June's a busy month for me. Lots of family birthdays. Father's Day. Graduations. Taxes. Yep. Taxes. In June. Specifically, June 15. The midpoint of the first month of summer is a major tax deadline. Estimated taxes: The biggie for a lot of taxpayers (including me) is the second installment of 2018's estimated taxes that's due by June 15. You have several ways to make this payment — six, actually, according to the current Weekly Tax Tip. I'll let you check out the details in that other post at your leisure, but here are some of the more popular options: Credit... Read more →


Tired of being a wage slave? Thanks to the Tax Cuts and Jobs Act (TCJA), some disgruntled salaried employees are looking into becoming independent contractors. But before you take the leap into a new way of working, you need to take tax and other matters into account. "Congress flipped traditional tax-planning upside down" with the new tax law, noted the Tax Policy Center's Steven M. Rosenthal in a TaxVox post soon after the new tax law took full effect earlier this year. "Many moderate-income workers may be able to exploit a tax break that higher-income workers cannot. And by shifting... Read more →


The hubby and I, like every other person, are getting older every day. That means we're getting closer to claiming Social Security and Medicare benefits. Two recent reports on the status of those federal programs make me glad to be closer to our collection dates. Both Social Security and Medicare, according to the programs' trustees, will run out of money to pay beneficiaries in 16 years and 8 years, respectively. At least the grayer-every-day hubby and I will get some of the full payouts. Sorry about all you youngsters! OK, I'm really not that selfish. But we are a bit... Read more →


Click image to watch the Mos Eisley cantina scene, in which these musicians provide the catchy background tune, from the 1977 Star Wars movie that launched the sci-fi film franchise. Merry May 4th. Yes, this is another goofy, made-up holiday, but one that's dear to sci-fi fans (and punsters), particularly those devoted to Star Wars. The film franchise's iconic "May the force be with you" greeting is celebrated each year on the similar sounding "May the Fourth be with you." As a long-time sci-fi fan and a college student who waited in a long line to see the 1977 debut... Read more →


Tax Day is less than a week away. But finishing up your 2017 Form 1040 is not the only tax task facing millions of Americans. Here are 10 tax matters that must be taken care of by April 17. 1. File your 2017 tax year federal tax return. Yeah, I started with the easy (so to speak), obvious one. But it is the reason for the tax season. If you don't get your return into or on the way if snail mailing by Tax Day, the late-filing penalty is 5 percent of the additional taxes owed amount for every month... Read more →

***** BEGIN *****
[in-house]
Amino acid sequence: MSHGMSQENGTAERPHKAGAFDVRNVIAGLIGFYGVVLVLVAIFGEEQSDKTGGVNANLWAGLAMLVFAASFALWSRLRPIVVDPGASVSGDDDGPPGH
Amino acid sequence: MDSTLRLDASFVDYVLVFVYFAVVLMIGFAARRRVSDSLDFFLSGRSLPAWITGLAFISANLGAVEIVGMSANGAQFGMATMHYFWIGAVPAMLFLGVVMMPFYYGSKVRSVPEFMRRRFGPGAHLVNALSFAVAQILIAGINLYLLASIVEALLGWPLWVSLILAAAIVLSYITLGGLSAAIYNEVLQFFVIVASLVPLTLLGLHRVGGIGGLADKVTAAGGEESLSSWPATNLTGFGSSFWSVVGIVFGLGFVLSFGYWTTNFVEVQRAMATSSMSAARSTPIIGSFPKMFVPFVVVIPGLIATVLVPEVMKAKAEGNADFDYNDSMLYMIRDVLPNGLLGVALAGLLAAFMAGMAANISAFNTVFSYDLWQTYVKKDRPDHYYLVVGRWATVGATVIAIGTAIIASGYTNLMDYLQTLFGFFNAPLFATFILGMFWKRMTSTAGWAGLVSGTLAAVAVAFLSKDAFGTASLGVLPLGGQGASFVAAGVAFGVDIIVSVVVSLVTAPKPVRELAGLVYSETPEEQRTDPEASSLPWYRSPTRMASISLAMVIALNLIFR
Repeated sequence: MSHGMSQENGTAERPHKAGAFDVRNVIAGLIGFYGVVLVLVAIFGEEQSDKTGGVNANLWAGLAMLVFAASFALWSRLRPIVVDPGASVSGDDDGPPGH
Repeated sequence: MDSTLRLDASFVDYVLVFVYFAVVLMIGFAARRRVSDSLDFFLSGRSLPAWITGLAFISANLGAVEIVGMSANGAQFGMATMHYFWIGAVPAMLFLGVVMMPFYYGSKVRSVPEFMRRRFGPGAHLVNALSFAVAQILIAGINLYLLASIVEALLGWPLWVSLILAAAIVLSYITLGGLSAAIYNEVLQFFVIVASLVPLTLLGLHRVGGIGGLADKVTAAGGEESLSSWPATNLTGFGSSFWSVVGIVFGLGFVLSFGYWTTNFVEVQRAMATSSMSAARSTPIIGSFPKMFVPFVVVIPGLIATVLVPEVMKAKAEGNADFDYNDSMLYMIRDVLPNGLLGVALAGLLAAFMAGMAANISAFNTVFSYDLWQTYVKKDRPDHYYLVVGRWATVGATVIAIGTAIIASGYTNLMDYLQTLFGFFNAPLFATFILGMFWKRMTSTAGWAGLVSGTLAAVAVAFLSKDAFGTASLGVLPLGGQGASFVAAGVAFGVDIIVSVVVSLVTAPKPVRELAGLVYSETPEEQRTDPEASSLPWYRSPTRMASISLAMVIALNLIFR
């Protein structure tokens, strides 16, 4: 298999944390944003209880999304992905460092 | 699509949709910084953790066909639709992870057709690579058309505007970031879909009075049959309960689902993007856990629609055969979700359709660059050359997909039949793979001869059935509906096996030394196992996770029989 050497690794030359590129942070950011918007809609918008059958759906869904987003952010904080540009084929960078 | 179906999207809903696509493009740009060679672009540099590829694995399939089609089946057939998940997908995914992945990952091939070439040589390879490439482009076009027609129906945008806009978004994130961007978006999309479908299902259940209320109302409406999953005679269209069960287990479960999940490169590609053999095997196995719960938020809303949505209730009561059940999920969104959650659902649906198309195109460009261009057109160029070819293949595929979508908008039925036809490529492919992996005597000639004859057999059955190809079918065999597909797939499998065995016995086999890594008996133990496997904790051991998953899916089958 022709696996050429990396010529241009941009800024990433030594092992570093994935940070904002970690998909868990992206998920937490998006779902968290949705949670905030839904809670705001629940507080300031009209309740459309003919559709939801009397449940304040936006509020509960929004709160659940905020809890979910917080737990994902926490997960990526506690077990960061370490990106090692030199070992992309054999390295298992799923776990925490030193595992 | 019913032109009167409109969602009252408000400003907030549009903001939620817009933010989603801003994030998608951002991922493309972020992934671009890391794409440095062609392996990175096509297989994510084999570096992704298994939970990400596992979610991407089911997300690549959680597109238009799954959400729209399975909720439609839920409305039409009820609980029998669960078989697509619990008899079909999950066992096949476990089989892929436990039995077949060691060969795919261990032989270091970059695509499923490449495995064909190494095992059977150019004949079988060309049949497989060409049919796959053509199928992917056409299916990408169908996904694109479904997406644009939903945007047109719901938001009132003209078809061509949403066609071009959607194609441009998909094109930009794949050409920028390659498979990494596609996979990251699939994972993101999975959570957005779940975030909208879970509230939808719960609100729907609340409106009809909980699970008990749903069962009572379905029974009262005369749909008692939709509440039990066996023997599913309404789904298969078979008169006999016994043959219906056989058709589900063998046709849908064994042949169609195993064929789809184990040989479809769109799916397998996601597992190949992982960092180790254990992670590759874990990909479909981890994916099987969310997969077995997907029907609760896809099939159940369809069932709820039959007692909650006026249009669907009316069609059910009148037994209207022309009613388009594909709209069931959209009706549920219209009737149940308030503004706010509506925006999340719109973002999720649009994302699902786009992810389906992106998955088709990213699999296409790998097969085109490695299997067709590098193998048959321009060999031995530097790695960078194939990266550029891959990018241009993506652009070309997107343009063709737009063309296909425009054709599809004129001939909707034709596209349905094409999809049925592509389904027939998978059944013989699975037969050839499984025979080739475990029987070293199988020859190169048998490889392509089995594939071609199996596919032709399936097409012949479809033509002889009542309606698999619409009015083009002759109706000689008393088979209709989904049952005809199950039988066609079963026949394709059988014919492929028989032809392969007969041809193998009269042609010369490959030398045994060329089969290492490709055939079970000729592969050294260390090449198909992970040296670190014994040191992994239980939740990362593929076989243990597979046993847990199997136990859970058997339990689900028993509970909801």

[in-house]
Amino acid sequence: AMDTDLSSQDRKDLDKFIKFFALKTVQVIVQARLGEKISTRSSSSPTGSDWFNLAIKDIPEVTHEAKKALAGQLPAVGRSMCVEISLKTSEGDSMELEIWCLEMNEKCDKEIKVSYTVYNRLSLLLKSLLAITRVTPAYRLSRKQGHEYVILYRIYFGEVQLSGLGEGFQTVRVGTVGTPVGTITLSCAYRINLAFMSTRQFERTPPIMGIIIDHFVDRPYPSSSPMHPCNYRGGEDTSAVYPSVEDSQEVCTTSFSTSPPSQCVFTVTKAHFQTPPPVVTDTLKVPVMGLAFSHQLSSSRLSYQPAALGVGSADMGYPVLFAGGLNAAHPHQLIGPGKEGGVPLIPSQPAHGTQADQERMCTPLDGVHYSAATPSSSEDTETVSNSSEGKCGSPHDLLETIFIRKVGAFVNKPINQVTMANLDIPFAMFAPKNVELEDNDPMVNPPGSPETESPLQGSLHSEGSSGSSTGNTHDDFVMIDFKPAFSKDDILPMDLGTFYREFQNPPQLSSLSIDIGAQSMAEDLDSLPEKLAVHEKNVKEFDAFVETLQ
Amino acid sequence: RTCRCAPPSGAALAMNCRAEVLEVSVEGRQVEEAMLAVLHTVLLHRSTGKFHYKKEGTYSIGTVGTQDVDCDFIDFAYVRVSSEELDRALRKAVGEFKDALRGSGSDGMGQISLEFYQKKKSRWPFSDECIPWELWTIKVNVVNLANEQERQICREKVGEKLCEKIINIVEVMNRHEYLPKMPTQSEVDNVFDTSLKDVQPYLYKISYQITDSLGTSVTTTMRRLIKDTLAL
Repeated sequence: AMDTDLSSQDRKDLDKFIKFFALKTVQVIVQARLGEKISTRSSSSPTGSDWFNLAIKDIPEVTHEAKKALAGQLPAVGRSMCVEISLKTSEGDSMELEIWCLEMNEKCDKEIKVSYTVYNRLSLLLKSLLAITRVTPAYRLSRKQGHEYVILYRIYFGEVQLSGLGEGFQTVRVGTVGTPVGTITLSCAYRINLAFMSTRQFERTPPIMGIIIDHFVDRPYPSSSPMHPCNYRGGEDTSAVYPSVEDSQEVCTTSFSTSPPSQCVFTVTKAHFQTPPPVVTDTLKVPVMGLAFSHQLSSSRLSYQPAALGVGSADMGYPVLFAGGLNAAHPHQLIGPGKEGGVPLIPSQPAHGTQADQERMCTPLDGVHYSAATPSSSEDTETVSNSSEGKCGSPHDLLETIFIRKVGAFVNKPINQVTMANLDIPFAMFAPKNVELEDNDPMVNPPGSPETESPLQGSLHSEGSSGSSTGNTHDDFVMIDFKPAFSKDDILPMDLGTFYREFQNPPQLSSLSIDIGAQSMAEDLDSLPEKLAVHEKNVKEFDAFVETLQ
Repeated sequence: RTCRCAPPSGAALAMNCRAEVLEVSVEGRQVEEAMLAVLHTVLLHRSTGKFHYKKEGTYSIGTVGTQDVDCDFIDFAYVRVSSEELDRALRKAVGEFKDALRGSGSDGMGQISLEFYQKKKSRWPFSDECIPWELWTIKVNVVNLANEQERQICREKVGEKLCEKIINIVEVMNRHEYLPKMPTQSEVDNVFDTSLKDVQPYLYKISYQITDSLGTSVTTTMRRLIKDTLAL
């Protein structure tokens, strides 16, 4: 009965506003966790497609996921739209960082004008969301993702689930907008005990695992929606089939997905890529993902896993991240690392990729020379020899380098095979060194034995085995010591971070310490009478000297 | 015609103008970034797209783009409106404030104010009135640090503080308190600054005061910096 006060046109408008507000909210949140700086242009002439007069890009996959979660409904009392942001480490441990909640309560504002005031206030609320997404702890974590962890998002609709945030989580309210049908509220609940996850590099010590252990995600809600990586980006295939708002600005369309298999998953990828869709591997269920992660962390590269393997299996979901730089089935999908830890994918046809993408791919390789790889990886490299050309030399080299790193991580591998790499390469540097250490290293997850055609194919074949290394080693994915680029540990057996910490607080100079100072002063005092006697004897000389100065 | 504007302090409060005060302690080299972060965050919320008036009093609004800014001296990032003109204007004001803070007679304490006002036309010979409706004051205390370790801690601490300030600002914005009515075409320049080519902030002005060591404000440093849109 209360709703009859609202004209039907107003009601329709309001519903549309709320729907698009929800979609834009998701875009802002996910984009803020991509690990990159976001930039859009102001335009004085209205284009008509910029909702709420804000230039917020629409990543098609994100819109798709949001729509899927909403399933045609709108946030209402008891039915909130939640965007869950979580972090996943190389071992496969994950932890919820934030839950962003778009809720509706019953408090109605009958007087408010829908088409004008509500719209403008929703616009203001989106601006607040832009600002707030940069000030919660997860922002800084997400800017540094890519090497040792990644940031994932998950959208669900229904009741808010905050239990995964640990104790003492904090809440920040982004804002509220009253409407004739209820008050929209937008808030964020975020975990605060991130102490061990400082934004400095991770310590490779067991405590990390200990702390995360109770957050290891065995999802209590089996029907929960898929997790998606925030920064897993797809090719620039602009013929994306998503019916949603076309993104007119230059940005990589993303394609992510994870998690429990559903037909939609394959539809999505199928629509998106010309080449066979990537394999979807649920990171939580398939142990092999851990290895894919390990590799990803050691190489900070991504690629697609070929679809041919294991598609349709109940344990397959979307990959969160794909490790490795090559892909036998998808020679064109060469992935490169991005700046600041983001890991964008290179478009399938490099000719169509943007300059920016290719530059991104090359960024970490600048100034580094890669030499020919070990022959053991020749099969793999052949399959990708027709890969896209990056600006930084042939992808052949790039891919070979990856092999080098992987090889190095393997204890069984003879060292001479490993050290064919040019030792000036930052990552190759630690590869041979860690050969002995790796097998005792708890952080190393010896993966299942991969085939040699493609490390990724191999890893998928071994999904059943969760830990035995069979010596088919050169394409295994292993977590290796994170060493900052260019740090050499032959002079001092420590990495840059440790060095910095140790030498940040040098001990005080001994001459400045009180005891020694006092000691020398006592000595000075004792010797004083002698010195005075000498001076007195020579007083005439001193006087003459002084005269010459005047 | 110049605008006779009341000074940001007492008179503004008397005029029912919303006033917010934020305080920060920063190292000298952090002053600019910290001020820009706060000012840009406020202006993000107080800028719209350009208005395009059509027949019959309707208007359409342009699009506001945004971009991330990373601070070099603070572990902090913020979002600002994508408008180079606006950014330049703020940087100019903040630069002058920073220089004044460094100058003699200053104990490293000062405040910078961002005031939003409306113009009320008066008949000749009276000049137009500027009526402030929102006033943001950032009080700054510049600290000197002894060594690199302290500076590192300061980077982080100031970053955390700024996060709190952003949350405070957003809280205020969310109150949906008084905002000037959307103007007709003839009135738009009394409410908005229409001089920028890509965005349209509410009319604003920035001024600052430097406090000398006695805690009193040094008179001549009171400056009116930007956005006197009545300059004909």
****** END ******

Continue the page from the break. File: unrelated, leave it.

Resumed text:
Employers were supposed to have new withholding tables in place by mid-February to reflect the Tax Cuts and Jobs Act income tax rate changes. Treasury Secretary Steven Mnuchin said once those payroll changes were in place, 90 percent of workers would see bigger paychecks thanks to the GOP tax bill. Mnuchin might want to rethink his prediction. A CNBC survey conducted March 17-20 of 800 Americans, 60 percent of whom were working, found that 52 percent of the employed haven't seen a change in their paychecks. In fact, just 32 percent of the working adults that CNBC talked to said... Read more →


Now that the Republican-sponsored massive tax bill is on its way to the Oval Office, taxpayers have two questions. The first is, "Will it help or hurt me when I get around to filing my federal tax return in 2019?" A variety of calculators offer some very broad hints as to that answer. The second is, "Will I see any benefits before the annual tax-filing time?" GOP members of Congress and the White House say yes. You should see the effect of the new tax rates, specifically more spending money, reflected in your February paychecks, promise Donald J. Trump and... Read more →


Back in mid-October, the Social Security Administration (SSA) announced that the wage base, that's the amount of each worker's earnings that are subject to the Social Security portion of payroll withholding, would increase to $128,700. This week, the SSA revised that number downward. The new amount of income from which Social Security taxes will be withheld is $128,400. The SSA says it made the adjustment after getting corrected W-2s later in October that weren't figured into the original 2018 wage base announcement. "Approximately 500,000 corrections for W-2s from 2016 resulted in changes for three items based on the national average... Read more →


Houston paramedic Jesus Contreras, shown with some of his coworkers, was brought to the United States by his mother when he was just six. He is one of the almost 800,000 young people facing potential deportation if the Trump Administration revokes an Obama-instituted immigration leniency action. Click image to see the full NBC News report, via Twitter, on Contreras and the law. The White House is expected to make a decision on President Obama's Deferred Action for Childhood Arrivals (DACA) program as soon as Tuesday, Sept. 5. UPDATE, Sept. 5: It's official. DACA is ending. In a press conference this... Read more →


All U.S. workers know, simply from looking at their pay stubs, that our tax system is pay-as-you-earn. Our taxes come out of our paychecks as withholding, both for federal income taxes, as well as to cover future Social Security and Medicare benefits. We don't have control over those taxes we pay now for federal retirement and hospital coverage when we're older. But we can — and should — adjust our income tax withholding if there are changes in our lives, such as marriage or a family addition or home purchase that can affect a tax bill, or we're getting a... Read more →